19 Oct 2017
Toronto Real Estate crashing

Toronto Real Estate: Crashing, Rebounding or Flattening?

Posted by Andrew Dybenko

Toronto’s Real Estate Market remains in a state of flux since its spring shake-up following an incredible first quarter of the year. This has left many on edge, contemplating a purchase or sale and questioning whether Toronto Real Estate is crashing or rebounding. Here’s what the bulls and bears are saying on Toronto’s market.

What the Bulls are saying:

  • Prices are up 6% from August to September, the first month/month price increase since April.
  • The rental market remains incredibly hot. With low vacancy and prices on the rise, finding a rental in Toronto is no easy feat.
  • Toronto is likely to follow Vancouver’s foot steps, that is, to rebound shortly after the introduction of the Foreign Buyer Tax and to continue to see the condo market surge.
  • New stress tests and mortgage regulations introduced in November 2016 failed to cool the market. Why would the most recent announcement be different?
  • Toronto’s employment is high and economy is strong.
  • Interest rates remain low and have simply returned to 2014 levels.

What the Bears are saying:

  • Further stress measures were just introduced and will take effect on January 1, 2018. This new stress test will reduce uninsured Buyers (those purchasing with more than 20%) purchasing power.
  • Interest Rates have increased 0.5% and most are predicting another 0.5% in 2018. Further reducing Buyers affordability.
  • New listings are up 9.4% as of September. Active listings are up 69% from the same time in 2016, meaning there is more supply which makes for a less competitive market.
  • September sales were down 35% from 2016, and so far in October, we are trending toward similar numbers.
  • Days on Market are up 50% from last year.

What to conclude:

It’s true that we have seen a rebound in prices in September and so far in October. Even though much of this increase can be attributed to a typical seasonal adjustment, the fact that Buyers are willing to pay more in the fall then the summer was an important signal. While the decline experienced since March has flattened significantly, overall the Greater Toronto Area still seems to be in a declining trend. This is because of how much prices rose in the first quarter of 2017. Prices in the GTA were up a whopping 33% on a year/year basis in March while that year/year appreciation has since flattened to a “measly” 2.8%.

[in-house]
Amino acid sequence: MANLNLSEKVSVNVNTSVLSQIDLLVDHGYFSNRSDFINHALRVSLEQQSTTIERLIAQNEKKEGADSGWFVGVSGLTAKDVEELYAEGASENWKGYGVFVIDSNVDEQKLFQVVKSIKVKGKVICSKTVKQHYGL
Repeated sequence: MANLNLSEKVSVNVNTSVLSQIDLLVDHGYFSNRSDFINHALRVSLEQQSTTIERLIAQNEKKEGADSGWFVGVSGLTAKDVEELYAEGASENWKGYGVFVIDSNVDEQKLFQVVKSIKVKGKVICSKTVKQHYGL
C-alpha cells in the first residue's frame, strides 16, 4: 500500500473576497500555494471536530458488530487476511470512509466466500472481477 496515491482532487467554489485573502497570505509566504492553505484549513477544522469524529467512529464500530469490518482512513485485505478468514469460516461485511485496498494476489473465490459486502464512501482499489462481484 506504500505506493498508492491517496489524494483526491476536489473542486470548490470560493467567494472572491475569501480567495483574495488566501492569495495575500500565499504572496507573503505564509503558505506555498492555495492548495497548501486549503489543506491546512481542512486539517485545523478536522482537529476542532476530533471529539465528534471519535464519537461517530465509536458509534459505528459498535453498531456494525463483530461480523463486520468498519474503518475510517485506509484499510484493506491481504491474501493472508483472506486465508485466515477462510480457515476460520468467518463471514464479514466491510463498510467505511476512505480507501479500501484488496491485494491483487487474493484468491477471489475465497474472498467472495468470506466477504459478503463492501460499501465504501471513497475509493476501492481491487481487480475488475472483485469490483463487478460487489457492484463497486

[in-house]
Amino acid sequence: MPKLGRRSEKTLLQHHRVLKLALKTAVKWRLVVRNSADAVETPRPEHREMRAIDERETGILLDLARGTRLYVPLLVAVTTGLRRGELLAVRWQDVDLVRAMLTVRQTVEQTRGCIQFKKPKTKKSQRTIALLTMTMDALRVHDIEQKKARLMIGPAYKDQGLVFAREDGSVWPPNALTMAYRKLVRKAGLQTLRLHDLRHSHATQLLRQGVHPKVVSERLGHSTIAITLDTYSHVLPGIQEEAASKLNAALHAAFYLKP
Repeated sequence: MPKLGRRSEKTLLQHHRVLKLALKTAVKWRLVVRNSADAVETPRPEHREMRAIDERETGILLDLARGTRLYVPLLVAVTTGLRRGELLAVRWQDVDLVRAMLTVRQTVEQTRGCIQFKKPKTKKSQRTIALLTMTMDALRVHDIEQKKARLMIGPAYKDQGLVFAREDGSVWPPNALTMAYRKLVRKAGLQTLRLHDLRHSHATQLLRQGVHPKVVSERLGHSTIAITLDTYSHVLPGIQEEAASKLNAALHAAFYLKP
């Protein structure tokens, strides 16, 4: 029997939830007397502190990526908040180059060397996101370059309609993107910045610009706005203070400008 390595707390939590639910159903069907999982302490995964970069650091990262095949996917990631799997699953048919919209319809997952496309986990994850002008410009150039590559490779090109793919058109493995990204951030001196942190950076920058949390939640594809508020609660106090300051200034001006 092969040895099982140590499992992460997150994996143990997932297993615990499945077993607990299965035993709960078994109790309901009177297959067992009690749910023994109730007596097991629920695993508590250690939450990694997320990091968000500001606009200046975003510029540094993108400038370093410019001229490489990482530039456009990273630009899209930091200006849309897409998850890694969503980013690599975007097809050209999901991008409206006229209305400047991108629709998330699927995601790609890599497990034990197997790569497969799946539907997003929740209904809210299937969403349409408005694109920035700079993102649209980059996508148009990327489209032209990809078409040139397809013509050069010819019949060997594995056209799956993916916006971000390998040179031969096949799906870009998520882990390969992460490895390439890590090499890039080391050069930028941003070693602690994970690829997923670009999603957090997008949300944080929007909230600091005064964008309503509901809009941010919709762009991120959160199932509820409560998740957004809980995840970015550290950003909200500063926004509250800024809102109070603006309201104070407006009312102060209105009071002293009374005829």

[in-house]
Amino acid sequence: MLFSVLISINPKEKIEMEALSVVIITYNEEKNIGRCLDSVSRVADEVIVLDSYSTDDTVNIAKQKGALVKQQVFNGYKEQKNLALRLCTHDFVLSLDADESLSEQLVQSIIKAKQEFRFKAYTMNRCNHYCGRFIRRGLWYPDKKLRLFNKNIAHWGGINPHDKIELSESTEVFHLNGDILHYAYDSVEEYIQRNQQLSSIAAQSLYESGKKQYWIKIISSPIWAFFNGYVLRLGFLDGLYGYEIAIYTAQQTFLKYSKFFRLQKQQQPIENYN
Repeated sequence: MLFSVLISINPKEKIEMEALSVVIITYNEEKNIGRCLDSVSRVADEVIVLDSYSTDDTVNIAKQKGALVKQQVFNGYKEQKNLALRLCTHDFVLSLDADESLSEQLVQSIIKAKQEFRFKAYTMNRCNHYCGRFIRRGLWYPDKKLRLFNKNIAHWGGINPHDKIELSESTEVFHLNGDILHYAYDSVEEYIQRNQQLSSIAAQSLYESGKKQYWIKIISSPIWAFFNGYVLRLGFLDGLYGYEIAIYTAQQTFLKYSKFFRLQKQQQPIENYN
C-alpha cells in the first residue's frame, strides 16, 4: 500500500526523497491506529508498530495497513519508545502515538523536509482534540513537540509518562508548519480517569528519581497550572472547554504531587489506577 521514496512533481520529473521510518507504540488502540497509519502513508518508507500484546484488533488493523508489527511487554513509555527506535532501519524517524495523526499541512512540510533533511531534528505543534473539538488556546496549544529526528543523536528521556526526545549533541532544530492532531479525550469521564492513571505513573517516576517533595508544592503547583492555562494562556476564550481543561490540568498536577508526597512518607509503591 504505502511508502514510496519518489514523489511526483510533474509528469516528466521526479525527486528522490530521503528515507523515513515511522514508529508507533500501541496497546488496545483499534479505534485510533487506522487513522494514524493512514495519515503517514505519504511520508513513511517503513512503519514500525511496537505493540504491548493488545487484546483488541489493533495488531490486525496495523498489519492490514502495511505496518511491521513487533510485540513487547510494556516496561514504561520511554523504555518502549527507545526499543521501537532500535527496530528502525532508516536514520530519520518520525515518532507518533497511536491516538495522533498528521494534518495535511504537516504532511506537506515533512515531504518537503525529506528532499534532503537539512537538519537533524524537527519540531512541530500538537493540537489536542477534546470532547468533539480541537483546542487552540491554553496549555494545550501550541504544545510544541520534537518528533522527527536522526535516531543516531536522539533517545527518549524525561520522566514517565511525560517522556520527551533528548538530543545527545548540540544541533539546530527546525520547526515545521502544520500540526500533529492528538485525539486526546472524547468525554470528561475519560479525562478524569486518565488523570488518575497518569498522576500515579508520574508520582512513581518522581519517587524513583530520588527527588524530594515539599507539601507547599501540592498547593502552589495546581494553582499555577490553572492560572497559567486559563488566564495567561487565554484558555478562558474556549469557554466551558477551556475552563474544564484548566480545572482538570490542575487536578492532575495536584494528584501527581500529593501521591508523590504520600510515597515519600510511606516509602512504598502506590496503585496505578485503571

We have yet to see prices fall on year/year basis. However that is likely still to come, given the new headwinds on demand and the continuous supply that has been coming to market. Prices need to increase by 12.8% from now to February to avoid year over year depreciation. This increase would be a few percentage points above what is typical and seems unlikely given current levels of supply and demand. In fact, there is a chance that prices in November could show negative year/year results – a headline that will certainly impact Buyers and Sellers psyche.

Some things to consider going forward:

  • While year over year appreciation is flattening, TREBs Home Price index (HPI) is still coming in at 12.2% for September. Indicating you can still expect to spend 12% more for the same home today than you were a year ago.
  • Considering Selling in 2018? Don’t simply wait until the spring to list your home! Get your home sale ready now. Try to put your home on the market when you are “comparatively attractive” with minimal competition.
  • The new stress test could actually increase demand for the next couple of months.  But it’s anticipated to have a significant impact on Buyers purchasing power once it takes effect.
  • Condos will continue to outperform freehold properties in 2018, as Buyers are forced to more affordable housing options.
  • After some recent years of the reverse, it’s likely the 416 will outperform the 905 in 2018. More supply and less competition will allow Buyers to reconsider what location works best for them (For Globe Subscribers).
  • Media coverage could get ugly in 2018. Negative year/year price reporting isn’t something that’s happened for some time. If we don’t see a surge in demand or drop in supply, it could be the story dominating Toronto’s headlines heading into the 2018 spring market. Negative media often discourages Sellers from coming to market, leading to an overall reduction in the number of sales. It also greatly impacts Buyers psyche. Adjusting your pricing and negotiating tactics accordingly will prove important.
  • Demand for homes within a median income budget will be the most competitive segment especially given how tight the rental market is.